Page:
I decided to wait until after Mass and ask the help of practicing Catholics to help consume the remaining elements. The General Instruction says, “It is also permitted, especially if there are several vessels to be purified, to leave them, properly covered and on a corporal, either at the altar or at a side table and to purify them after Mass when the people have left” (GIRM 120).
Meanwhile, the pastor began a ten-minute talk. It seemed clear he wanted to convey a “pastoral sensitivity” toward the deceased he thought absent from my homily. Although his knowledge of the deceased was superficial (he mispronounced the spouse’s name), he repeatedly referred to a foible of my relative’s.
After the closing prayers and procession, I hastened back to the altar with a practicing Catholic to help with the consumption of the Precious Blood.
Too late. The sacristan had already poured the consecrated wine down the sacrarium, spattering the side of the sink.
Sensing my disapproval, he sheepishly said that he was told to do it that way. I realized that the poor man was as much a vicitm of liturgical tyranny as I was.
The distractions made it almost impossible for me to pray during the Mass. The experience made me resolve to return to my practice of celebrating “Mass without a congregation” during my future visits home.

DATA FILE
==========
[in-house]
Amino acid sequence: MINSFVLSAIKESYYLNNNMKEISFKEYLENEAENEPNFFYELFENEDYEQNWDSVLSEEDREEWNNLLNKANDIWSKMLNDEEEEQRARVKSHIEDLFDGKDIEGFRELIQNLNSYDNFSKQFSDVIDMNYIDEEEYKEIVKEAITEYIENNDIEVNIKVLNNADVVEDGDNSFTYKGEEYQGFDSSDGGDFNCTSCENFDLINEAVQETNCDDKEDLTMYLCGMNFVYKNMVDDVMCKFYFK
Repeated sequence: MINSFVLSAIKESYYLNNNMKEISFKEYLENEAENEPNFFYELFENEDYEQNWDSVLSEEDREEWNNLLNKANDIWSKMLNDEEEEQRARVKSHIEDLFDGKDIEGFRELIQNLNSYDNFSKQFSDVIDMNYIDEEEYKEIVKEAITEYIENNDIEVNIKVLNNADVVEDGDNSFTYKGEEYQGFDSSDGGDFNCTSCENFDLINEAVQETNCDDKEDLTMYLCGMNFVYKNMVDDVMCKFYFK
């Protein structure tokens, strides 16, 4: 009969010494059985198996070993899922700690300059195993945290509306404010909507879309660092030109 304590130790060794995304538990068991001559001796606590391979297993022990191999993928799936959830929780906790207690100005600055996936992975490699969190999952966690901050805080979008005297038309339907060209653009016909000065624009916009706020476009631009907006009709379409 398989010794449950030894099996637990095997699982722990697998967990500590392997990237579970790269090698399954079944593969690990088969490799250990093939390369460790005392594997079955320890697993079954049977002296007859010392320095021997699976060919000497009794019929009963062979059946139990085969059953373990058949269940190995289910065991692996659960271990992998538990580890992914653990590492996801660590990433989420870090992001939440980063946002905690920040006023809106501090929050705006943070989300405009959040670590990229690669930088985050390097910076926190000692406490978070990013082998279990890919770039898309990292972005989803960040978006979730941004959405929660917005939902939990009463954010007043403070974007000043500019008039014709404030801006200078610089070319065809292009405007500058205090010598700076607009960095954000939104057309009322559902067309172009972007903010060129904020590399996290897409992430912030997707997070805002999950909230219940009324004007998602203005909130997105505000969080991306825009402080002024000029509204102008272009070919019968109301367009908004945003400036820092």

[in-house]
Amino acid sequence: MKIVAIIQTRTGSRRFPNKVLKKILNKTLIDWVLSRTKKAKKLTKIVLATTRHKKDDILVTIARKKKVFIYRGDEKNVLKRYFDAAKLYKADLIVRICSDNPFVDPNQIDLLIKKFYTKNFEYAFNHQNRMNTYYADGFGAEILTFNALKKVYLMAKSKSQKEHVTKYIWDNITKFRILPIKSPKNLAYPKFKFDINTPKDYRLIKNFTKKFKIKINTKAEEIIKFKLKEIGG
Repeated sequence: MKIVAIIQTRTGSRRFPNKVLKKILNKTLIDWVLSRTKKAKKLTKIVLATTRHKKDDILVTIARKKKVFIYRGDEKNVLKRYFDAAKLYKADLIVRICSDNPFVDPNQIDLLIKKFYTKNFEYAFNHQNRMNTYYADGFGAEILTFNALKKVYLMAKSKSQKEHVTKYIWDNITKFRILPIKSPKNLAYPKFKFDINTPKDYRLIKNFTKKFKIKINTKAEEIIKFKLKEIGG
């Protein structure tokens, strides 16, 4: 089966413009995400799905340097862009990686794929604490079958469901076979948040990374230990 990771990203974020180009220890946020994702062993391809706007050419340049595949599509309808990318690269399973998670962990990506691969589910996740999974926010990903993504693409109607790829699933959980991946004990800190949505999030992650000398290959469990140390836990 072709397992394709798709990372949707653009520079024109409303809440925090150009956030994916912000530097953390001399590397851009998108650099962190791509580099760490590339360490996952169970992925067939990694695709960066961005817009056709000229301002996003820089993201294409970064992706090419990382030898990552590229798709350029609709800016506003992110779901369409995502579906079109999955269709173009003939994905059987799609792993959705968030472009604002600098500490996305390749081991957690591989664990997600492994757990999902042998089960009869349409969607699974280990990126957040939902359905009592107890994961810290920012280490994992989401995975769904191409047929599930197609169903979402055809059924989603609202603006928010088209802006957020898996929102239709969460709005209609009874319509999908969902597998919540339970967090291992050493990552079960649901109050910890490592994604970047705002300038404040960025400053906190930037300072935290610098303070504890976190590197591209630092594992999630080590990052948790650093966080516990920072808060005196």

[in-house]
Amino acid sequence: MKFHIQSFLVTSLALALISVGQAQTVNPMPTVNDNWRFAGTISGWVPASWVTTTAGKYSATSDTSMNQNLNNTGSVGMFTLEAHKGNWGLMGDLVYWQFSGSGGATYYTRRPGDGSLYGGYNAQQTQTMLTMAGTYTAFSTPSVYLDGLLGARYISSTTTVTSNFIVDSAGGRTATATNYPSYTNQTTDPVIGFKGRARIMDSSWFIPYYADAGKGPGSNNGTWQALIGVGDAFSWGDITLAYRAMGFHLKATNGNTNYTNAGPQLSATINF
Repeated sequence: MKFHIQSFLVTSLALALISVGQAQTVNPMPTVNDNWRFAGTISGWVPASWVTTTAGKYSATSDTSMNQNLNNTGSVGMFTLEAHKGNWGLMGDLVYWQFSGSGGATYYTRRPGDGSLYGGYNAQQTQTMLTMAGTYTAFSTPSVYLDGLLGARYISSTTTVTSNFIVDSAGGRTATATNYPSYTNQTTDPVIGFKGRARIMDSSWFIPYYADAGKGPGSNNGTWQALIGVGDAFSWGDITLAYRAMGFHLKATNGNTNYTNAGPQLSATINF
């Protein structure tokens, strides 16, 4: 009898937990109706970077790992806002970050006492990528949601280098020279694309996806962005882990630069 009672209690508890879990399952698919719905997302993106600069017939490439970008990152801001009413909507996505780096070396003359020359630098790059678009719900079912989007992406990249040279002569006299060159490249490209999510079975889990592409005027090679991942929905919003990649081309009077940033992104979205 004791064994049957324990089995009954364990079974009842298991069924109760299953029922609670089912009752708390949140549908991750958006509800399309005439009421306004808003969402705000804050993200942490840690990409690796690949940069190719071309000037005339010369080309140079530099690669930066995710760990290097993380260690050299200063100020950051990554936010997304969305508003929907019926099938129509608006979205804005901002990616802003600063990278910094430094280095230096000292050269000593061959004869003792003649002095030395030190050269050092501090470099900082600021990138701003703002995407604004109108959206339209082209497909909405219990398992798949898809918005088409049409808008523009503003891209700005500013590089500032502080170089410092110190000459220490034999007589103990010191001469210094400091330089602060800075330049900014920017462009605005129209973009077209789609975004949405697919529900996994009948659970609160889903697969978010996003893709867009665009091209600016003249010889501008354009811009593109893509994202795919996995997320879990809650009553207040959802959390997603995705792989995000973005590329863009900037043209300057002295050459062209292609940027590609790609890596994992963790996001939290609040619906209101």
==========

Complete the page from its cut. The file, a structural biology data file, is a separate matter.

The purpose of liturgical legislation is not to encourage “rigid rubricism” (that would be difficult, anyway, given the number of options permitted by the GIRM); it is to promote the noble goal of reverence and unity in Catholic worship.
The rich theology of the Mass, unfolding in ritual over the centuries, becomes intelligible, both to young priests and to parishioners, gradually; by a familiarity that comes with repetition and with careful and consistent observance of the liturgical norms. If this is neglected, if the norms are ignored, a powerful means of transmitting the Church’s teaching about the meaning of the Mass is lost.
This is why the Second Vatican Council teaches that “there must be no innovations unless the good of the Church genuinely and certainly requires them, and care must be taken that any new forms adopted should in some way grow organically from forms already existing” (Sacrosanctum concilium 23).
Father Jerry Pokorsky is associate pastor of Holy Spirit Church in Arlington, a founder of CREDO, and a member of the Executive Committee of Adoremus.
Father Jerry Pokorsky is a priest of the Diocese of Arlington who has also served as a financial administrator in the Diocese of Lincoln. Trained in business and accounting, he also holds a Master of Divinity and a Master’s in moral theology. Father Pokorsky co-founded both CREDO and Adoremus, two organizations deeply engaged in authentic liturgical renewal. He writes regularly for a number of Catholic websites and magazines. Father Pokorsky also serves as a director and treasurer of Human Life International.